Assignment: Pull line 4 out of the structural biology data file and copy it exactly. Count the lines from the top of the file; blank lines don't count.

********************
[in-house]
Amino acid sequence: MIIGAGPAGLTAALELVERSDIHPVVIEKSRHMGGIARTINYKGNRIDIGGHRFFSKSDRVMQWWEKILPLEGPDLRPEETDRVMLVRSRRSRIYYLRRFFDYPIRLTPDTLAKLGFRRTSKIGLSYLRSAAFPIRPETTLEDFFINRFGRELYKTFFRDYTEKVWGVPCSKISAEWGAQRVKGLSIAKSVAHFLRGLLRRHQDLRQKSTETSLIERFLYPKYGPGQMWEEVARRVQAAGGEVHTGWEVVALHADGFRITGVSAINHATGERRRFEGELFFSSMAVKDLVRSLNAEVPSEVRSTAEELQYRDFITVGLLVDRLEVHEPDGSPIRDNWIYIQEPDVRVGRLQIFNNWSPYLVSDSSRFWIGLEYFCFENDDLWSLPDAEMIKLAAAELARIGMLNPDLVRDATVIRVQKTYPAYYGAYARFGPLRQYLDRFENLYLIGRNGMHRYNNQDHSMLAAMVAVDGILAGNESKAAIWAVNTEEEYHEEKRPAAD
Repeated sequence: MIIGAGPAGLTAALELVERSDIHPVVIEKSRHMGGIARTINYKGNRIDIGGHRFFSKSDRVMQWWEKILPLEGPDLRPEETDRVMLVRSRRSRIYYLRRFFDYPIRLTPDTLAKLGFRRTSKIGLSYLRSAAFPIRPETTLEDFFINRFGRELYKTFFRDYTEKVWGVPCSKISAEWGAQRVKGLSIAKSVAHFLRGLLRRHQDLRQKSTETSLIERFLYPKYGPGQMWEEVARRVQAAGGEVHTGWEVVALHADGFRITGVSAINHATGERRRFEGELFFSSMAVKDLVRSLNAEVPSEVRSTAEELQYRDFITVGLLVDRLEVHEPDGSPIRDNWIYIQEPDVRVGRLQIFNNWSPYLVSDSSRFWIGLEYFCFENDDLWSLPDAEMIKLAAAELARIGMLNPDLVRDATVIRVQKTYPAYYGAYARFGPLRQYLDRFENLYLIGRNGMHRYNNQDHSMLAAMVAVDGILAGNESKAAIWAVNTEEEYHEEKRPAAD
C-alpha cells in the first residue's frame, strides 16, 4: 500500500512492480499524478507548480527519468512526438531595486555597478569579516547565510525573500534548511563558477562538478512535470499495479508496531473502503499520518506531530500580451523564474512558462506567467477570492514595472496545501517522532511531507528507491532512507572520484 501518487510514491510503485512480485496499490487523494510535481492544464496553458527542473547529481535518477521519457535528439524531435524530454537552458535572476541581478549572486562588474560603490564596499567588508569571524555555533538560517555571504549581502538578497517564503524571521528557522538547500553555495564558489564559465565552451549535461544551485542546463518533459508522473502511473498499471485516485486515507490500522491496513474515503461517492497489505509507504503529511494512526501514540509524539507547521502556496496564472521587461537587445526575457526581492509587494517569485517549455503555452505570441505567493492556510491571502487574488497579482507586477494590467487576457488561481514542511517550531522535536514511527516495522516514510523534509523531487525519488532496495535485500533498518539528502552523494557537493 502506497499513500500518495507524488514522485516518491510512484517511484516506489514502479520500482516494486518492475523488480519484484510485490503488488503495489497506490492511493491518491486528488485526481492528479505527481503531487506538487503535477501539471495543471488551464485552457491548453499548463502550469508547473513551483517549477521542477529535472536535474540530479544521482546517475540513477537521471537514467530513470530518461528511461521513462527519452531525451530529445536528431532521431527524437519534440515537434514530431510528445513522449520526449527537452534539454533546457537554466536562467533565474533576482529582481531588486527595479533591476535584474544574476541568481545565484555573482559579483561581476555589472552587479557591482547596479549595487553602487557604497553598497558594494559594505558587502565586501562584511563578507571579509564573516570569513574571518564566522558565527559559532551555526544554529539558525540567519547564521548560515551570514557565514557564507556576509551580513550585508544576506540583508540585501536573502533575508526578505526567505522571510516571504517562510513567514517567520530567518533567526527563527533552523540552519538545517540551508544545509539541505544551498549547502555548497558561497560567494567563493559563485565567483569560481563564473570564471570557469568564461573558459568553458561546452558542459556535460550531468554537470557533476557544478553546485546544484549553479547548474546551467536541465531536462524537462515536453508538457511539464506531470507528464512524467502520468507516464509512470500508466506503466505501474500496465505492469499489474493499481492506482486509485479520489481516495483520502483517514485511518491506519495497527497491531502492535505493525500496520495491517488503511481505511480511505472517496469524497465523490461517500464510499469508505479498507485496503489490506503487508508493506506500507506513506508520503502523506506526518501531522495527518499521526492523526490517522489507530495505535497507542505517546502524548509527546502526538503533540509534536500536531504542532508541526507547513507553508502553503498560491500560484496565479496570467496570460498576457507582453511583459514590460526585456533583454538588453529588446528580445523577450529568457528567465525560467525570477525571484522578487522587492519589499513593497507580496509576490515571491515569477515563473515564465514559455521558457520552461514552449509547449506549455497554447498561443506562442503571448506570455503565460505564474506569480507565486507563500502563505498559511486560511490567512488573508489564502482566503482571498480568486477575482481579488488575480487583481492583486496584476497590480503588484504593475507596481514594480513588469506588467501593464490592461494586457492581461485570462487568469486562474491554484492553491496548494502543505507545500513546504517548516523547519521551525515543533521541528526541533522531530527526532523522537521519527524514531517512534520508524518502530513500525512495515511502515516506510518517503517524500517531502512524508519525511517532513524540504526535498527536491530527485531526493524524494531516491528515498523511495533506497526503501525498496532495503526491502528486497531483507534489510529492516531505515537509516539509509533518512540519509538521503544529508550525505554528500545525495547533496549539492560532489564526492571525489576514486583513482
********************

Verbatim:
C-alpha cells in the first residue's frame, strides 16, 4: 500500500512492480499524478507548480527519468512526438531595486555597478569579516547565510525573500534548511563558477562538478512535470499495479508496531473502503499520518506531530500580451523564474512558462506567467477570492514595472496545501517522532511531507528507491532512507572520484 501518487510514491510503485512480485496499490487523494510535481492544464496553458527542473547529481535518477521519457535528439524531435524530454537552458535572476541581478549572486562588474560603490564596499567588508569571524555555533538560517555571504549581502538578497517564503524571521528557522538547500553555495564558489564559465565552451549535461544551485542546463518533459508522473502511473498499471485516485486515507490500522491496513474515503461517492497489505509507504503529511494512526501514540509524539507547521502556496496564472521587461537587445526575457526581492509587494517569485517549455503555452505570441505567493492556510491571502487574488497579482507586477494590467487576457488561481514542511517550531522535536514511527516495522516514510523534509523531487525519488532496495535485500533498518539528502552523494557537493 502506497499513500500518495507524488514522485516518491510512484517511484516506489514502479520500482516494486518492475523488480519484484510485490503488488503495489497506490492511493491518491486528488485526481492528479505527481503531487506538487503535477501539471495543471488551464485552457491548453499548463502550469508547473513551483517549477521542477529535472536535474540530479544521482546517475540513477537521471537514467530513470530518461528511461521513462527519452531525451530529445536528431532521431527524437519534440515537434514530431510528445513522449520526449527537452534539454533546457537554466536562467533565474533576482529582481531588486527595479533591476535584474544574476541568481545565484555573482559579483561581476555589472552587479557591482547596479549595487553602487557604497553598497558594494559594505558587502565586501562584511563578507571579509564573516570569513574571518564566522558565527559559532551555526544554529539558525540567519547564521548560515551570514557565514557564507556576509551580513550585508544576506540583508540585501536573502533575508526578505526567505522571510516571504517562510513567514517567520530567518533567526527563527533552523540552519538545517540551508544545509539541505544551498549547502555548497558561497560567494567563493559563485565567483569560481563564473570564471570557469568564461573558459568553458561546452558542459556535460550531468554537470557533476557544478553546485546544484549553479547548474546551467536541465531536462524537462515536453508538457511539464506531470507528464512524467502520468507516464509512470500508466506503466505501474500496465505492469499489474493499481492506482486509485479520489481516495483520502483517514485511518491506519495497527497491531502492535505493525500496520495491517488503511481505511480511505472517496469524497465523490461517500464510499469508505479498507485496503489490506503487508508493506506500507506513506508520503502523506506526518501531522495527518499521526492523526490517522489507530495505535497507542505517546502524548509527546502526538503533540509534536500536531504542532508541526507547513507553508502553503498560491500560484496565479496570467496570460498576457507582453511583459514590460526585456533583454538588453529588446528580445523577450529568457528567465525560467525570477525571484522578487522587492519589499513593497507580496509576490515571491515569477515563473515564465514559455521558457520552461514552449509547449506549455497554447498561443506562442503571448506570455503565460505564474506569480507565486507563500502563505498559511486560511490567512488573508489564502482566503482571498480568486477575482481579488488575480487583481492583486496584476497590480503588484504593475507596481514594480513588469506588467501593464490592461494586457492581461485570462487568469486562474491554484492553491496548494502543505507545500513546504517548516523547519521551525515543533521541528526541533522531530527526532523522537521519527524514531517512534520508524518502530513500525512495515511502515516506510518517503517524500517531502512524508519525511517532513524540504526535498527536491530527485531526493524524494531516491528515498523511495533506497526503501525498496532495503526491502528486497531483507534489510529492516531505515537509516539509509533518512540519509538521503544529508550525505554528500545525495547533496549539492560532489564526492571525489576514486583513482